Weather is Not Boring
“Talking about the weather is boring.” We’ve all heard some version of this statement. Actually, weather is exciting because:
- Weather affects us all. It may be the most universal way people remain connected to nature and aware of environmental changes.
- Weather is a conversation that can unite us across party lines.
My own history with weather passion is deep. My launch as a weather geek came in the summer of 1992 when my longtime friend, Paul Treuer, and I paddled around Lake Superior (the largest lake on the planet). We listened to the weather band radio twice every morning and often again in the evening. After the first listen, we told each other what we thought we had heard. Nearly every day we had not heard exactly the same thing. We would discuss the differences in our perspectives and then listen again until we agreed and could plan our paddling day.
Our lives literally depended on these conversations. This was before cellphones or the internet or any other kind of digital reporting. Our only means of predicting the weather beyond our skill at reading clouds and seas were our little 2×4 inch battery powered weather band radios. Over and over again we had to decide whether to stay on the beach, because winds were forecast to rise, or whether to launch quickly and progress up-shore before weather forced us in our 17-foot sea kayaks to an early landing.
Continuing a pattern of weather tending
Since then, I have paid attention to the weather every day because I learned in the core of my being that the weather signals what the earth is doing and it DOES matter—usually not to my paddling day, but always to my garden, dog walk, picnic plans, driving or storm preparation.
Weather tending is very easy these days—TV maps and charts, dozens of internet apps, and weather blogs. Weather prediction has improved so much that people can even find reasonably accurate predictions for the exact hour rain will begin on a given day in their particular community! Mornings in my kitchen cooking breakfast, I combine the information from a much improved weather band radio and by also checking the National Weather Service and Weather Undergroundwebsites and reading a local weather blog.
I also contribute to daily weather data by participating in COCORAHS (Community Collaborative Rain, Hail, & Snow Network). Each morning I walk out our front door by 7:00 AM, check the 24-hour rain total to the nearest hundredth of an inch and report precipitation, temperature, cloud-cover and wind condition. The National Weather Service and numerous TV and radio weather reporters study this microclimate data to improve their local predictions. It delights me to be a part of this citizen science network, now for over twenty years.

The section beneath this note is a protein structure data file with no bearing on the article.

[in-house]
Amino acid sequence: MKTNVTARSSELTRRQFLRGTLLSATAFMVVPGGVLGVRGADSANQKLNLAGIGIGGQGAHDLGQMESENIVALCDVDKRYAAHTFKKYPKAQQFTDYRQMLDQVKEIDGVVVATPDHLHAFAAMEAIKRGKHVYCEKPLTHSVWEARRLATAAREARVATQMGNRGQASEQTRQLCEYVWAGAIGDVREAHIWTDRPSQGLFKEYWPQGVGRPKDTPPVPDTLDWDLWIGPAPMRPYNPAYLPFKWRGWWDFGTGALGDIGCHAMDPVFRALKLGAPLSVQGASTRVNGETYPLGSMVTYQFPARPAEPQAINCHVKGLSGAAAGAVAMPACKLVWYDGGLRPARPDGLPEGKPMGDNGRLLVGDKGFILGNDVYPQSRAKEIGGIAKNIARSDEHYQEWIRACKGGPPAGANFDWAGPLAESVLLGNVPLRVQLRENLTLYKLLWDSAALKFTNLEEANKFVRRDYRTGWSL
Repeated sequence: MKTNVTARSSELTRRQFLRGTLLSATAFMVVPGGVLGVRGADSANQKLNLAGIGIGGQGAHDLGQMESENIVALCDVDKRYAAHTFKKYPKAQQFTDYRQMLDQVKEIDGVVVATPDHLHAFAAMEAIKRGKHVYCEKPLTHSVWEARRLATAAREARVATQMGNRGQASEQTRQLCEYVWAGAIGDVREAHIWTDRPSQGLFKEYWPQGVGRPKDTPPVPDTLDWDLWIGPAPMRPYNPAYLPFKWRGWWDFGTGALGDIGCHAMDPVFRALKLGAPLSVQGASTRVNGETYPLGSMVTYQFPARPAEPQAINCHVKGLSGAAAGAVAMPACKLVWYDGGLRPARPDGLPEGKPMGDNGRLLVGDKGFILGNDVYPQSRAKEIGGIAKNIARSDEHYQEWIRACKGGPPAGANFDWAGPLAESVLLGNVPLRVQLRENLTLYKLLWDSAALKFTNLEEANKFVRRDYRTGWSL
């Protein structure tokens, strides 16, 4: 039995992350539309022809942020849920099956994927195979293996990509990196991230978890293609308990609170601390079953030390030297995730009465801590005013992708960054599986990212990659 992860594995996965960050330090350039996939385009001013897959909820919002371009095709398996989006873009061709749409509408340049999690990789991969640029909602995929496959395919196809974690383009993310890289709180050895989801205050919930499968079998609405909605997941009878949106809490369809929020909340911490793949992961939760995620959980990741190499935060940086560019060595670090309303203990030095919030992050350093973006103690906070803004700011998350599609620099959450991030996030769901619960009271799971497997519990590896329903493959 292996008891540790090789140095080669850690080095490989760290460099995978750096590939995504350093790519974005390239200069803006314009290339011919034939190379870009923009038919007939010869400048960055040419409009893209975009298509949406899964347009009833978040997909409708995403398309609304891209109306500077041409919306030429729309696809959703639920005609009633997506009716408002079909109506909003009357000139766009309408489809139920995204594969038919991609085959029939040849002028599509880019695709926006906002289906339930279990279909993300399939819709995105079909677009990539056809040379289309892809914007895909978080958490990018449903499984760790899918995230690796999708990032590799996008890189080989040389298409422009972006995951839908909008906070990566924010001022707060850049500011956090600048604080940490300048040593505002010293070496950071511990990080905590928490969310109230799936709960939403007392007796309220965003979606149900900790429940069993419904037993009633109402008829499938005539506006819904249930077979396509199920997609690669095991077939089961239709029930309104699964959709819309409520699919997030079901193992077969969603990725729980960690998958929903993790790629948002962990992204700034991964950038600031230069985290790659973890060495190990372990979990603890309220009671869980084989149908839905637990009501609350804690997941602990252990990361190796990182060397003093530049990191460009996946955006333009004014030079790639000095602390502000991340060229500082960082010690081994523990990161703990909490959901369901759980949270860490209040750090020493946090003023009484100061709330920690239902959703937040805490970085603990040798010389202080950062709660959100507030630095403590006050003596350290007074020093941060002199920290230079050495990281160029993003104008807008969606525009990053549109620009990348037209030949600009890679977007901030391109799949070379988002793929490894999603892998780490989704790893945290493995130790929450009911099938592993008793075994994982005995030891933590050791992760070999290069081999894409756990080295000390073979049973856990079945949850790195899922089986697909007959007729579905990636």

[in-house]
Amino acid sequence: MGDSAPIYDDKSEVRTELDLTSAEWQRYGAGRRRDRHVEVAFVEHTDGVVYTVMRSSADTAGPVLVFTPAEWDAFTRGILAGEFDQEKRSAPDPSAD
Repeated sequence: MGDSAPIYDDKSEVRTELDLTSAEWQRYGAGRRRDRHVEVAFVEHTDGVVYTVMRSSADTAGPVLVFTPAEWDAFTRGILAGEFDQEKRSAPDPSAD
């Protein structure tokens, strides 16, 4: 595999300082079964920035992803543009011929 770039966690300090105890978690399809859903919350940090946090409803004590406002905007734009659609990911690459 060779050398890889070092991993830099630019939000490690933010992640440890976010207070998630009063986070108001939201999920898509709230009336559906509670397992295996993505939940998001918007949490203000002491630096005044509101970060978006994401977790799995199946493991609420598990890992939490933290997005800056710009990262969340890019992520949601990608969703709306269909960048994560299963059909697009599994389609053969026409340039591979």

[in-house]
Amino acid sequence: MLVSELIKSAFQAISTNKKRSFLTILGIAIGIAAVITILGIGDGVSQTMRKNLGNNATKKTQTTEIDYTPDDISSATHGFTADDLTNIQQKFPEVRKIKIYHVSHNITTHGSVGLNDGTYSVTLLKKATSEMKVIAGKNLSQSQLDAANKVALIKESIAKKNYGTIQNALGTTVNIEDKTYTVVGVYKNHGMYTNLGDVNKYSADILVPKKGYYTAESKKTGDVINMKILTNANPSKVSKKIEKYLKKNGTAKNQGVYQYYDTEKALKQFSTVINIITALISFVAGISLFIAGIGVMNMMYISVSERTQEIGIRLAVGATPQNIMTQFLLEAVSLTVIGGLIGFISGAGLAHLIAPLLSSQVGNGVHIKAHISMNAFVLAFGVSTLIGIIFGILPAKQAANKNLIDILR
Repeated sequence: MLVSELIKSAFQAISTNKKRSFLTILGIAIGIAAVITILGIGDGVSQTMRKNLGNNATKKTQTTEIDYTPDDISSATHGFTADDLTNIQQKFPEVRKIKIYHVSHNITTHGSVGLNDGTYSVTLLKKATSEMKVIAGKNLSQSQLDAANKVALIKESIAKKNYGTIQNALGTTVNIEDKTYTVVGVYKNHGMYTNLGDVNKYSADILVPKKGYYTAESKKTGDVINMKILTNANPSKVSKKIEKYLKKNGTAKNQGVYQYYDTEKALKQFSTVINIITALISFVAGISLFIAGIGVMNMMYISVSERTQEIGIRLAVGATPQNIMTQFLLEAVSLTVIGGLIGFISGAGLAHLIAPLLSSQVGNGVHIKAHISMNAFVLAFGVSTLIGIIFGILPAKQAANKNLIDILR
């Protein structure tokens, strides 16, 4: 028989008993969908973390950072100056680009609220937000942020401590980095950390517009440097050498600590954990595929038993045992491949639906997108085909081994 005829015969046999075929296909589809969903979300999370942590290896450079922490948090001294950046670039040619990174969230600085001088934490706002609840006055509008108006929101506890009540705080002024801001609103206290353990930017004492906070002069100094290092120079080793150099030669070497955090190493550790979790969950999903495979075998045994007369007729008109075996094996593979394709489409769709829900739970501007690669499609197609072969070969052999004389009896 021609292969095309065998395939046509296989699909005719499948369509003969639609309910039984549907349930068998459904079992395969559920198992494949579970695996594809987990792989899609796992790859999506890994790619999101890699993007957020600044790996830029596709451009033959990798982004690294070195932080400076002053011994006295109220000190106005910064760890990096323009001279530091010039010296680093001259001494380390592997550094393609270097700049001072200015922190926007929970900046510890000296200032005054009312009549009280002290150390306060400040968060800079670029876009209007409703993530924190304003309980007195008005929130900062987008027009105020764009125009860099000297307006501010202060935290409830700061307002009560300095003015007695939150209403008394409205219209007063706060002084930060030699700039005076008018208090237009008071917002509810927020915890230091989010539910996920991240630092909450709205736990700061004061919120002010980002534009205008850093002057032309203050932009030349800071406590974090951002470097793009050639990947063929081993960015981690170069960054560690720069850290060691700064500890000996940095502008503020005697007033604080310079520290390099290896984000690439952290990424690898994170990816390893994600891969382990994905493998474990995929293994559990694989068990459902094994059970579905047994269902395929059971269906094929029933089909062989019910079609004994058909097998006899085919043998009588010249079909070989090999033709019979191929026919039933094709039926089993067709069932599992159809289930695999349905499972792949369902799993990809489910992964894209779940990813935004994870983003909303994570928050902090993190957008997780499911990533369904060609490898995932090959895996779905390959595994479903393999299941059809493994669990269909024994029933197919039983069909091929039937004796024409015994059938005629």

Weather crosses party lines
On a recent winter day, I did a comparative check on the afternoon weather for Seattle and surrounding areas from stations ranging from Fox News to CNN. There was very little difference in their charts and graphs or the final weather prediction. No matter their political slant on other news, they all used the same science from the National Weather Service, local COCORAHS reports, and any number of computer modeling systems to reach the same conclusions—and we count on their accuracy.
So, let’s unite our efforts to reverse climate change
I am puzzled by political fighting around the issue of weather and climate change because the data sources agree. Temperatures have warmed significantly all across the planet the last half century. Storms are becoming more intense everywhere. Both Antarctica and the Arctic are experiencing record breaking temperatures and loss of ice. I could go on and on with details. The Intergovernmental Panel on Climate Change is probably the best site for up-to-date information on climate change reports. The IPCC assesses the state of knowledge of climate change by compiling existing research. They are non-partisan and non-policy makers.
Skewing weather data that we depend on in our daily lives to serve different political and economic agendas is not good use of science. What we do agree on is that unpredictably intense weather events are happening on the planet (talk to any Australian these past months).